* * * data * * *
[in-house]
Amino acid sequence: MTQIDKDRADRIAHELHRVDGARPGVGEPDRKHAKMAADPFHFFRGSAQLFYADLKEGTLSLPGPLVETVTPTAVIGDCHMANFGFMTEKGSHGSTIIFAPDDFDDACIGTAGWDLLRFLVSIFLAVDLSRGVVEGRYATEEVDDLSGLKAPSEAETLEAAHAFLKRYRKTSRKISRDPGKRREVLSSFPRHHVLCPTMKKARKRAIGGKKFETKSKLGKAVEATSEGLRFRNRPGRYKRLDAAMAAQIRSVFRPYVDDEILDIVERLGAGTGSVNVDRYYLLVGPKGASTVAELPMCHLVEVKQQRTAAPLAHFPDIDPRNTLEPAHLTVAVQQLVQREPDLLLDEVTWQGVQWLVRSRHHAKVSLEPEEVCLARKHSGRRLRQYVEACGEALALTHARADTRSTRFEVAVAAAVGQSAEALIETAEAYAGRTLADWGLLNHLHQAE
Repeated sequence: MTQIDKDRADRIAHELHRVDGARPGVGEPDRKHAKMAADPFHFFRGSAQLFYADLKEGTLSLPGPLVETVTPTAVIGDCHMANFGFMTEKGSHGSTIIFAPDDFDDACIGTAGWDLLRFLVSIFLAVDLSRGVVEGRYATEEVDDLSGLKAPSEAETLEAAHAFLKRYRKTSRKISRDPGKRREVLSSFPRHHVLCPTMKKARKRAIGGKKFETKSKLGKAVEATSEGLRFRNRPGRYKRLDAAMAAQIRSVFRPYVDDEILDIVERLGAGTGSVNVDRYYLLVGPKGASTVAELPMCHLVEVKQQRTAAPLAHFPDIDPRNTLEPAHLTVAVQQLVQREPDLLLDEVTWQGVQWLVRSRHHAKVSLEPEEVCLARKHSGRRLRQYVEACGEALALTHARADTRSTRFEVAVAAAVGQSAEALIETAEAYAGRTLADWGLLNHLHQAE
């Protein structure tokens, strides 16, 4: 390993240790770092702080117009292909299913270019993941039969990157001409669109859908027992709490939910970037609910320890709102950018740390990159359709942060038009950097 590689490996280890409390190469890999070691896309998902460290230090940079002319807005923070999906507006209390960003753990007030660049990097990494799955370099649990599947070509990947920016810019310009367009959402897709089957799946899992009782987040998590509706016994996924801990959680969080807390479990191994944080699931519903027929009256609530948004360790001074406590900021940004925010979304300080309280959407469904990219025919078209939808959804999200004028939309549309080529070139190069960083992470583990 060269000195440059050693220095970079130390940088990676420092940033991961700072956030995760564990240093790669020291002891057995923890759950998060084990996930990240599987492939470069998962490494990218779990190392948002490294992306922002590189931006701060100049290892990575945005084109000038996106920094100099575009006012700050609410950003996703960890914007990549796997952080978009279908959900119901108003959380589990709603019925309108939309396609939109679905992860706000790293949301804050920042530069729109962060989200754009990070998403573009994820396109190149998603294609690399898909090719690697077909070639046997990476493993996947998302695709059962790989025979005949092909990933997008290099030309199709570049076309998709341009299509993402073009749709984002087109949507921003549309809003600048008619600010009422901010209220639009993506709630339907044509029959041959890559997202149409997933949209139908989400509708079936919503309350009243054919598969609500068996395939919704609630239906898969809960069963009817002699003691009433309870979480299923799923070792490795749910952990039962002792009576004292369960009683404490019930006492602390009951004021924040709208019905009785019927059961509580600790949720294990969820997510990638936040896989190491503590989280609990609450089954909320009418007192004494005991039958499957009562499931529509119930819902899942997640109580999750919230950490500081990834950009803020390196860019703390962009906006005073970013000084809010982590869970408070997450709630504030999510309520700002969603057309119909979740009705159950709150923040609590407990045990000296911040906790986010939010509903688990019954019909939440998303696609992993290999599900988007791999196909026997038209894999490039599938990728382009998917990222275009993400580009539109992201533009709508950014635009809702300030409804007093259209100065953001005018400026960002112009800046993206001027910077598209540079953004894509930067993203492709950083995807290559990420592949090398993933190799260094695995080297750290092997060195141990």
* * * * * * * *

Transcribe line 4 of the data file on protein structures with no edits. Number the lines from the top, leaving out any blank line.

């Protein structure tokens, strides 16, 4: 390993240790770092702080117009292909299913270019993941039969990157001409669109859908027992709490939910970037609910320890709102950018740390990159359709942060038009950097 590689490996280890409390190469890999070691896309998902460290230090940079002319807005923070999906507006209390960003753990007030660049990097990494799955370099649990599947070509990947920016810019310009367009959402897709089957799946899992009782987040998590509706016994996924801990959680969080807390479990191994944080699931519903027929009256609530948004360790001074406590900021940004925010979304300080309280959407469904990219025919078209939808959804999200004028939309549309080529070139190069960083992470583990 060269000195440059050693220095970079130390940088990676420092940033991961700072956030995760564990240093790669020291002891057995923890759950998060084990996930990240599987492939470069998962490494990218779990190392948002490294992306922002590189931006701060100049290892990575945005084109000038996106920094100099575009006012700050609410950003996703960890914007990549796997952080978009279908959900119901108003959380589990709603019925309108939309396609939109679905992860706000790293949301804050920042530069729109962060989200754009990070998403573009994820396109190149998603294609690399898909090719690697077909070639046997990476493993996947998302695709059962790989025979005949092909990933997008290099030309199709570049076309998709341009299509993402073009749709984002087109949507921003549309809003600048008619600010009422901010209220639009993506709630339907044509029959041959890559997202149409997933949209139908989400509708079936919503309350009243054919598969609500068996395939919704609630239906898969809960069963009817002699003691009433309870979480299923799923070792490795749910952990039962002792009576004292369960009683404490019930006492602390009951004021924040709208019905009785019927059961509580600790949720294990969820997510990638936040896989190491503590989280609990609450089954909320009418007192004494005991039958499957009562499931529509119930819902899942997640109580999750919230950490500081990834950009803020390196860019703390962009906006005073970013000084809010982590869970408070997450709630504030999510309520700002969603057309119909979740009705159950709150923040609590407990045990000296911040906790986010939010509903688990019954019909939440998303696609992993290999599900988007791999196909026997038209894999490039599938990728382009998917990222275009993400580009539109992201533009709508950014635009809702300030409804007093259209100065953001005018400026960002112009800046993206001027910077598209540079953004894509930067993203492709950083995807290559990420592949090398993933190799260094695995080297750290092997060195141990």